I expected Columbia’s “Understanding the War on Gaza” conference on January 29 to be similar to UCLA’s recent “Gaza and Human Rights” symposium: a one-sided lesson on how to spread anti-Zionism, anti-Semitism, and anti-Americanism. However, it was surprisingly balanced, perhaps because it was sponsored by Columbia’s Law School. Most of the panelists focused on the legal aspects of the recent conflict and acknowledged that we should not make any judgments until evidence was accumulated.
Khalidi is a study in contrasts. He blurted out his belief that “the law is an ass” during a discussion with students, yet he condemned Israel’s lack of respect for the law and presented a sympathetic view of (illegal) terrorism as a tactic. He used facts and numbers that, in his own words, “may or may not be correct” to convince his audience that everything we thought we knew about the situation in Gaza is wrong. He published known fabrications in the New York Times Op-Ed, lied about the terms of the June cease-fire between Israel and Hamas, and made the hand-waving claim in front of a crowd of legal experts that according to some laws, somewhere, “there is a right of resistance to occupation.” (He later admitted that no legal system recognized that right.)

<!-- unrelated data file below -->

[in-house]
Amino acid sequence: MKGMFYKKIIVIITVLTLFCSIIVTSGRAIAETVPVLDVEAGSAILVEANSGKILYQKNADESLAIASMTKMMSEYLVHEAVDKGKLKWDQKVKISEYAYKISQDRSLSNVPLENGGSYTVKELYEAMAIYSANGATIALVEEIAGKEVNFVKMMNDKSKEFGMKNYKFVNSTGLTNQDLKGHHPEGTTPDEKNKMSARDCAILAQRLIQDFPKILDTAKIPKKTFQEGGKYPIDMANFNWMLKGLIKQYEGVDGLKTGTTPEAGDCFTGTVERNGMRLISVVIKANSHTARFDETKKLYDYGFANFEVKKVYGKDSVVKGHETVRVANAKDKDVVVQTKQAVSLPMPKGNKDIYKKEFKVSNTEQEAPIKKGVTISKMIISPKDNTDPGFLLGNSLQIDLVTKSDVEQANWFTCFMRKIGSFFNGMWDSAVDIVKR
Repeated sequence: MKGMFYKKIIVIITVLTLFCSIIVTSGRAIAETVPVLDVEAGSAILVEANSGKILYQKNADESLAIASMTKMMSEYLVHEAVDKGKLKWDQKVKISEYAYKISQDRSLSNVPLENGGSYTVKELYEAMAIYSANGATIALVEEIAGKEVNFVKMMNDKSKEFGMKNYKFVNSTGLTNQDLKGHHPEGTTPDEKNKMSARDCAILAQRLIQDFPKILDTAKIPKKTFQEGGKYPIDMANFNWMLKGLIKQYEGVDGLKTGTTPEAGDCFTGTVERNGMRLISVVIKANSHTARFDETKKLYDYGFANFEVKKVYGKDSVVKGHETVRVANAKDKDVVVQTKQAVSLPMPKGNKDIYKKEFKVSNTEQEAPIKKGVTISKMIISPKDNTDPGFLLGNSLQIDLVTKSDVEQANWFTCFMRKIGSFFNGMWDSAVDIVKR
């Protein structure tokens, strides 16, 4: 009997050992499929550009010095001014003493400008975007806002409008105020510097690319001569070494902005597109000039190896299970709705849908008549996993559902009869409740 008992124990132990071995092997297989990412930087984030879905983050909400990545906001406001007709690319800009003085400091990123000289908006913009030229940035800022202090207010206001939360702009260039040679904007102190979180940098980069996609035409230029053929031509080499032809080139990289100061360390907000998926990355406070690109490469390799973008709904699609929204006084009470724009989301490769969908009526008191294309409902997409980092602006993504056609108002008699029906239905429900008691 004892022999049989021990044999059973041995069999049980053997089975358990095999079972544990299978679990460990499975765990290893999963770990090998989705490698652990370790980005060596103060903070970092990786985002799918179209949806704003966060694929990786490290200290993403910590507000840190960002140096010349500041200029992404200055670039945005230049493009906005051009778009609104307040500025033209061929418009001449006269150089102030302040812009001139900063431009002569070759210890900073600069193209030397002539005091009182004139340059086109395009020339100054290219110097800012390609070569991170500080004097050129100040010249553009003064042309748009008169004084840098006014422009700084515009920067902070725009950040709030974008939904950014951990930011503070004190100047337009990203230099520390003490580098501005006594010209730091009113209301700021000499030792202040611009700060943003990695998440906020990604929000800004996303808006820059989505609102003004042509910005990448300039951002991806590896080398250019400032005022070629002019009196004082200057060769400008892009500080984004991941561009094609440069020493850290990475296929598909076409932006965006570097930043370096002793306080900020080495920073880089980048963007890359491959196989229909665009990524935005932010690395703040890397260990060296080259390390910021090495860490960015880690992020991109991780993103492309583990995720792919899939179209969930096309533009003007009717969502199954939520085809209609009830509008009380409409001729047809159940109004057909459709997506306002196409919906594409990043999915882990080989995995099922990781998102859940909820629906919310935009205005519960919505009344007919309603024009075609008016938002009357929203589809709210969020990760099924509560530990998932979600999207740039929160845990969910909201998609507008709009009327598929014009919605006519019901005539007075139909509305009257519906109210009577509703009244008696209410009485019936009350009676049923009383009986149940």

He’s a historian who does not learn from his own history, who repeats the same oft-disproven tales at every opportunity.
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